– How are the water needs of disadvantaged communities addressed?
The results of the Institute’s independent analysis of the 2010 water bond are being released in July in several formats, including fact sheets, presentations, and a longer report. Today, a Water Bond Overview PowerPoint presentation is available. Visit the Water Bond page for continuing updates.
Framework for Responsible Business Engagement with Water Policy
Access to water is an important strategic concern for many companies. Recognizing that business, government, and civil society share a critical interest in reducing water-related risks through common solutions, the UN Global Compact’s CEO Water Mandate has released a Framework for Responsible Business Engagement with Water Policy. The Framework, prepared by the Pacific Institute in collaboration with WWF International, provides a way for companies to address risk, with the bottom line a need for policy that integrates environmentally sustainable, economically viable, and socially equitable water management approaches.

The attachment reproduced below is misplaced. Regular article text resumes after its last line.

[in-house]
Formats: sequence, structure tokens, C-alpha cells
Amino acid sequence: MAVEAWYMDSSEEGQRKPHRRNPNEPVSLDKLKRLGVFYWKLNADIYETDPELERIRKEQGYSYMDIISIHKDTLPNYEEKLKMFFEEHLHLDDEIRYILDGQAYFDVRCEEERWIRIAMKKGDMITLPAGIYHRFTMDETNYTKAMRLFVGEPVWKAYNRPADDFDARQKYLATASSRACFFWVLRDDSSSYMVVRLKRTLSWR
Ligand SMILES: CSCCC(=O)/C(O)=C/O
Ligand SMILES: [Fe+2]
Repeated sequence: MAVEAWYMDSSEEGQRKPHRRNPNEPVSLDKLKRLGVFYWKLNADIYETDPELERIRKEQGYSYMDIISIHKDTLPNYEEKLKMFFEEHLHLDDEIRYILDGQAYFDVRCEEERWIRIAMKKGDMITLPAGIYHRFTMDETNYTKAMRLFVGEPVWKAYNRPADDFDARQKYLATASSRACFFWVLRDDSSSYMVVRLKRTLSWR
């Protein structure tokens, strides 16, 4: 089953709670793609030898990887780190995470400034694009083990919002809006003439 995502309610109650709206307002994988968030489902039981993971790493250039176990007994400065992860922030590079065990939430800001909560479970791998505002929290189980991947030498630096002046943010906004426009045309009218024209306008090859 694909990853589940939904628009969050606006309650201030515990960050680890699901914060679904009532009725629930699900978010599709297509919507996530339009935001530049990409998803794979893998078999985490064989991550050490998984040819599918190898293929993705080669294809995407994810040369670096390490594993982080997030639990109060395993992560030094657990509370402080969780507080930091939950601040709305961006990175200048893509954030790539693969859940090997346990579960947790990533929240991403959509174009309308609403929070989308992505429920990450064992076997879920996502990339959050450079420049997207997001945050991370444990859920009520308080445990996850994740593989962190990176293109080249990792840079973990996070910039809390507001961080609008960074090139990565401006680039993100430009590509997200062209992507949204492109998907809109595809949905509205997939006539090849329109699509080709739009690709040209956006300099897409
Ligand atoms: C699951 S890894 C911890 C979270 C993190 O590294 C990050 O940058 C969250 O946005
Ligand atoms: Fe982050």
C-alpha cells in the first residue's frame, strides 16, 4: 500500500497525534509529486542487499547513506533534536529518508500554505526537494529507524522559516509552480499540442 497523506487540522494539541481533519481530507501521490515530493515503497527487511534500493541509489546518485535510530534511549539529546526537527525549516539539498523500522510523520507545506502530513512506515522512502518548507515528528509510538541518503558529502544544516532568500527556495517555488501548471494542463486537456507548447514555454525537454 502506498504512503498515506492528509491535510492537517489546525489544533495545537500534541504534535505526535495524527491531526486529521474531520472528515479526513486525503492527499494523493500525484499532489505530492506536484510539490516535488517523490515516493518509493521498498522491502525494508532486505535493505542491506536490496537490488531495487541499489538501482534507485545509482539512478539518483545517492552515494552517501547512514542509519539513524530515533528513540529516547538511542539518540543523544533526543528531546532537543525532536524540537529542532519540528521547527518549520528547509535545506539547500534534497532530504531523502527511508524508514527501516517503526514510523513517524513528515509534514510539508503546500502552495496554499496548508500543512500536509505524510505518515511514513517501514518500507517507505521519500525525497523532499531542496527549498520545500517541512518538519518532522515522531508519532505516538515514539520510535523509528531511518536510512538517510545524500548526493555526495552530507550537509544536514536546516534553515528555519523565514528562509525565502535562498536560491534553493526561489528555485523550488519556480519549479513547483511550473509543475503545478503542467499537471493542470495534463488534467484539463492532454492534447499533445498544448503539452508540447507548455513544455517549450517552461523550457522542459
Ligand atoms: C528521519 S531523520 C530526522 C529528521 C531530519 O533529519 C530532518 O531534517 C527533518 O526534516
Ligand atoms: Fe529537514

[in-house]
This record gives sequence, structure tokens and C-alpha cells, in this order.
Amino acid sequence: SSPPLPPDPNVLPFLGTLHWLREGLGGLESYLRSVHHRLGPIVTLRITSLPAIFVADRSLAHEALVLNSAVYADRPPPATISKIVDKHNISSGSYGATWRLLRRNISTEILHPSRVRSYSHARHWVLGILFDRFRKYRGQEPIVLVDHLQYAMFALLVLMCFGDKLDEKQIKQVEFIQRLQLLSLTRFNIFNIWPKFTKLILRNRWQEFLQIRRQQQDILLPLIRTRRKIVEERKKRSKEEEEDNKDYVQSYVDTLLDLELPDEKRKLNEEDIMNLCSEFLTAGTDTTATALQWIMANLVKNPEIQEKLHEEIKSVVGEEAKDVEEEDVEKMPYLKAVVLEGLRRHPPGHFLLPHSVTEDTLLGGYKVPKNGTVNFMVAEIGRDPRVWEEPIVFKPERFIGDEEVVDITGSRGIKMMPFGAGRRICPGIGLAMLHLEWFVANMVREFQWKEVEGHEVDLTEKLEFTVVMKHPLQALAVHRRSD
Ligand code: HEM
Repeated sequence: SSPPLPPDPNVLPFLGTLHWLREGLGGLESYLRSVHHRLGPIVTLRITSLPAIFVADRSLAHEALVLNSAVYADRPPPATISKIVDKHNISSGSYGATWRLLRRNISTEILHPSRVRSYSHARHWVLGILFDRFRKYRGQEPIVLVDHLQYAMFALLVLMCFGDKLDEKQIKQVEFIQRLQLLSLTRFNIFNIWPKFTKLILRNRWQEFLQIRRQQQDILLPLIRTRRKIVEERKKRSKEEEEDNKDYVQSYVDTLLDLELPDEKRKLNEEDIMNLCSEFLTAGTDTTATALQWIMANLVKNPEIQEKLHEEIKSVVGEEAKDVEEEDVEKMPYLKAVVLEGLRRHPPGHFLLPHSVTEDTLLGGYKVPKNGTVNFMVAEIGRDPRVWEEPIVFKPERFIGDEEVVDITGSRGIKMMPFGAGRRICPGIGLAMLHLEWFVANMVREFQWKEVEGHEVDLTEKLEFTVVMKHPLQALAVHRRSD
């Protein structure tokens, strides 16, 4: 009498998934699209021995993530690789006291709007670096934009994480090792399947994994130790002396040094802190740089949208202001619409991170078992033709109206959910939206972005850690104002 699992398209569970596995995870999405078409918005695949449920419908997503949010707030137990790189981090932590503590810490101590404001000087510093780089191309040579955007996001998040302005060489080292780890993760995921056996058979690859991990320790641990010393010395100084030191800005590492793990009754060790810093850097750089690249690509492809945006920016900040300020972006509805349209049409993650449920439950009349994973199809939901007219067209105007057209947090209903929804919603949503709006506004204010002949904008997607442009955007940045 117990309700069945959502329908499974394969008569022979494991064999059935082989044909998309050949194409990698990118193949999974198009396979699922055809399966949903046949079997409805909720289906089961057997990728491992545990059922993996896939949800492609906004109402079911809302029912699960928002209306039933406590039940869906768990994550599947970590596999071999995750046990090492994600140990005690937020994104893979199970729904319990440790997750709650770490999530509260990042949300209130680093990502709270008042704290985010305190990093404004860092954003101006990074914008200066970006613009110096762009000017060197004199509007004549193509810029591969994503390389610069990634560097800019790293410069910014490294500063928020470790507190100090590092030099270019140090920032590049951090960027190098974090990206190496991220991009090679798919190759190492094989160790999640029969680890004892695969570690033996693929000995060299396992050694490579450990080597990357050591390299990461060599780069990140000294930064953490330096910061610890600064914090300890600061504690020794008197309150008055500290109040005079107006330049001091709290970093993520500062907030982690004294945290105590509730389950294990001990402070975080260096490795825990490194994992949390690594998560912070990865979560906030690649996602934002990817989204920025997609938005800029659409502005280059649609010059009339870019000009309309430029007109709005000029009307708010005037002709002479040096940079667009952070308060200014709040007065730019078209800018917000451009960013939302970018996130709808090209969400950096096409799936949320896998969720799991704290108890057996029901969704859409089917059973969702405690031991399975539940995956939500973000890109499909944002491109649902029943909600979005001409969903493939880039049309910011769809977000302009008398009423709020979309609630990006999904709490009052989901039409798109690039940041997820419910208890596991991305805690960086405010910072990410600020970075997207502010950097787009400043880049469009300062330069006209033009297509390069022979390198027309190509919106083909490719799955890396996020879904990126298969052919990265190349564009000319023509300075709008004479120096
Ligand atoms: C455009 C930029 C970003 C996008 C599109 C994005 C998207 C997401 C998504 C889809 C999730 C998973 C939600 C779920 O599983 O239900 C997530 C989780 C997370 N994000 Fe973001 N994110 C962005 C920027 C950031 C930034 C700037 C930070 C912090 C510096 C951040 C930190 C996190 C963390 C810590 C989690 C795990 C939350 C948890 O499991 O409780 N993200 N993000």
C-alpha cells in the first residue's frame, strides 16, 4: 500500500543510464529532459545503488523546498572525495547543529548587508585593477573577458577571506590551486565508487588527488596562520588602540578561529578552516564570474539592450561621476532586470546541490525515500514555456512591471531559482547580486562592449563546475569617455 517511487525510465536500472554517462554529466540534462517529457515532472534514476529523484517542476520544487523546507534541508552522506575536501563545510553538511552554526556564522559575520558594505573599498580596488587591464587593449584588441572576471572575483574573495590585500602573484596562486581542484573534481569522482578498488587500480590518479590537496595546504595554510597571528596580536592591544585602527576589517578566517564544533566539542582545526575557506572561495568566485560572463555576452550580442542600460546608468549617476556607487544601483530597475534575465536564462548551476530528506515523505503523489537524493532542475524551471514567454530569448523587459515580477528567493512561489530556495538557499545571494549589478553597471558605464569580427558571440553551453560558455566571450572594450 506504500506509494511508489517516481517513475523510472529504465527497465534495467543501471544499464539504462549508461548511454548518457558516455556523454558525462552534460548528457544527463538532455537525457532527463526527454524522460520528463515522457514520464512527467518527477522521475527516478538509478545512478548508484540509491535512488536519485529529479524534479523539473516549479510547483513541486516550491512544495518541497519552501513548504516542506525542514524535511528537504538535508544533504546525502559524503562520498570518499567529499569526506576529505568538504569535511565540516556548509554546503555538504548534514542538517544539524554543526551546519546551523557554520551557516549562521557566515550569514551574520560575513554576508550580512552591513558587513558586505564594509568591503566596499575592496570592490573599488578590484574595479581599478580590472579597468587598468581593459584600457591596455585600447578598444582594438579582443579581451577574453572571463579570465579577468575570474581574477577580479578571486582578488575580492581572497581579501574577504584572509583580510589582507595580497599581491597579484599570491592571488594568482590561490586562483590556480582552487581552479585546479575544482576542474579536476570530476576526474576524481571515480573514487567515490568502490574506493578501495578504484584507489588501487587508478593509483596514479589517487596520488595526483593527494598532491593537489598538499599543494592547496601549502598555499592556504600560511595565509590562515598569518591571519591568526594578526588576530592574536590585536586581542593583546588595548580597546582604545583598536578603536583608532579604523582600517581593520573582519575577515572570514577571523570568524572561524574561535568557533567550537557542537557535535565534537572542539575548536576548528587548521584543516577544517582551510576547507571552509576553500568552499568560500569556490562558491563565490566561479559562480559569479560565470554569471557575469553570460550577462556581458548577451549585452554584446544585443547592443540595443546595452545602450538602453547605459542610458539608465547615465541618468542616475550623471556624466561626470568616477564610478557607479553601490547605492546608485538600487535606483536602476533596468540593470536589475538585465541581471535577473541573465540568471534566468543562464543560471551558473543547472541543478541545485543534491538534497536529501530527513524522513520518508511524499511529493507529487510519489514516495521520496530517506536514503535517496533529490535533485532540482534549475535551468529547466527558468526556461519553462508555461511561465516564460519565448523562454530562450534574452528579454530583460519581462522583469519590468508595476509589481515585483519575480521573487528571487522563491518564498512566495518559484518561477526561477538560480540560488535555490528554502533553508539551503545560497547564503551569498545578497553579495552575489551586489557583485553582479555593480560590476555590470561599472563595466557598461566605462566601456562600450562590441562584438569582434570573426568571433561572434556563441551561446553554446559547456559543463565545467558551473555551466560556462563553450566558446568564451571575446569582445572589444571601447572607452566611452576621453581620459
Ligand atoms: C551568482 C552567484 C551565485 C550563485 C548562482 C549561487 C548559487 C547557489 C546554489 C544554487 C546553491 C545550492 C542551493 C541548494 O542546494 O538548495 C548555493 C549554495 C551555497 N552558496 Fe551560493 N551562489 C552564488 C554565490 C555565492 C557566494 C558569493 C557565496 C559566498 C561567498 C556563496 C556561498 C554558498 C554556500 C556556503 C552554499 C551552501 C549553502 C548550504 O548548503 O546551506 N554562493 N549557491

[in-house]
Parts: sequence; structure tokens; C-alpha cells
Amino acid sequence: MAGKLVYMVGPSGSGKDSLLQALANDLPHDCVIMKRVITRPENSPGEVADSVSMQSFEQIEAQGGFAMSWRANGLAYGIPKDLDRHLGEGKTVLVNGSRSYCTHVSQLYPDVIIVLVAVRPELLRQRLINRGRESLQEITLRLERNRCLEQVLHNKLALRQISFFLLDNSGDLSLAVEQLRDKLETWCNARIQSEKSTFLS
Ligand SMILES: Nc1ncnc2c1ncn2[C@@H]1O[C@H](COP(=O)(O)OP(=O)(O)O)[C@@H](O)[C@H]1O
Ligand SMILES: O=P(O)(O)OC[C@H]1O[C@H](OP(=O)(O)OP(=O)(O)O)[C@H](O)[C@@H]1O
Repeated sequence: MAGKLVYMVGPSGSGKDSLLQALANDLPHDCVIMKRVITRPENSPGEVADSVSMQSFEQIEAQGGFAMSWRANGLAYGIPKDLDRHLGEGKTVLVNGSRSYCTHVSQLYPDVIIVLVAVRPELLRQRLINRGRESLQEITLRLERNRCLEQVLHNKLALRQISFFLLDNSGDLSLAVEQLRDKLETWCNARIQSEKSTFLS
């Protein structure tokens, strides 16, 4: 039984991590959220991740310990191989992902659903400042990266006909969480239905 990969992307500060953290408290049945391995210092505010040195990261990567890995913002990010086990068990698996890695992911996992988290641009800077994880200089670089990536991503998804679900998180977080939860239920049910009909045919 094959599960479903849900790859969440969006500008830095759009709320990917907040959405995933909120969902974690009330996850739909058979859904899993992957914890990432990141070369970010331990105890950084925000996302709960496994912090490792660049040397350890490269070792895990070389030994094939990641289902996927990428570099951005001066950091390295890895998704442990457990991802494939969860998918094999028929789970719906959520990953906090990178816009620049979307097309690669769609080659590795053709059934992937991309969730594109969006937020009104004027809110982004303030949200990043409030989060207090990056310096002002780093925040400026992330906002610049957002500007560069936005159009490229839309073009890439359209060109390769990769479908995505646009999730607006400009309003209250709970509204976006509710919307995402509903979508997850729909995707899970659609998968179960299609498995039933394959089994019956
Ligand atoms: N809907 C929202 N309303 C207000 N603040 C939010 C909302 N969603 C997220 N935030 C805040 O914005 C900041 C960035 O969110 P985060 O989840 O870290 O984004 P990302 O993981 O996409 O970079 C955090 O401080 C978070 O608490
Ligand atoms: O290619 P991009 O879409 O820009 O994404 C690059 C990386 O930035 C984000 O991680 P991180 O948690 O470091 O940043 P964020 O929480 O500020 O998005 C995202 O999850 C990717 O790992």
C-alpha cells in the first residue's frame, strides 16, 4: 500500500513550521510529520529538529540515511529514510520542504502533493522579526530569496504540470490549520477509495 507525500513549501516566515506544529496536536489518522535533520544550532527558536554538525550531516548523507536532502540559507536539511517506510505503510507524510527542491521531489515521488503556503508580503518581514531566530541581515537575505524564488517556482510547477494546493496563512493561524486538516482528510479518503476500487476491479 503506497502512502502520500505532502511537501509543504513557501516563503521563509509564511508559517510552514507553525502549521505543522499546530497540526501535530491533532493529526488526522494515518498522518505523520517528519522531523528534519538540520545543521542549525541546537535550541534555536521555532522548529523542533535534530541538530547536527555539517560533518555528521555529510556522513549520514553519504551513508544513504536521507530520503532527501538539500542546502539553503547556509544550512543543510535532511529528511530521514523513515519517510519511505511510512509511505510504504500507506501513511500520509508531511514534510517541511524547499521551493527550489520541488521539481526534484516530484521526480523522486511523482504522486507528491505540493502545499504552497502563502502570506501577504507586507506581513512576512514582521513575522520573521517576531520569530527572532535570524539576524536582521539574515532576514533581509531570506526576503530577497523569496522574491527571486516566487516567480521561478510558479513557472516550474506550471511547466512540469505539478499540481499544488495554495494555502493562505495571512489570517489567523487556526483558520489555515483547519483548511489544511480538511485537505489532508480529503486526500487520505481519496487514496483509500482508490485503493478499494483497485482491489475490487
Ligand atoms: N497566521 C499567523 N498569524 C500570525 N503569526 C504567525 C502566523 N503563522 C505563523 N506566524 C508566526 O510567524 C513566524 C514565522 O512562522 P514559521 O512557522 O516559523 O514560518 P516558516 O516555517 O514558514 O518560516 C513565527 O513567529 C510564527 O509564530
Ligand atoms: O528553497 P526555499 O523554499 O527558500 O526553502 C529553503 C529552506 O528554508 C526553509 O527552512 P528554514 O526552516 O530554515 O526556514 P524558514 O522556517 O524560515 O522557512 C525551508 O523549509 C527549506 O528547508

“We have an innovative model for companies to think about managing their business risk by engaging water policy and driving toward sustainable water management,” said Jason Morrison, director of the Pacific Institute’s Globalization Program and technical director of the CEO Water Mandate. “Ultimately, solving water problems requires not only better public policy and stronger institutions, but also inclusive and meaningful stakeholder involvement in decision making.”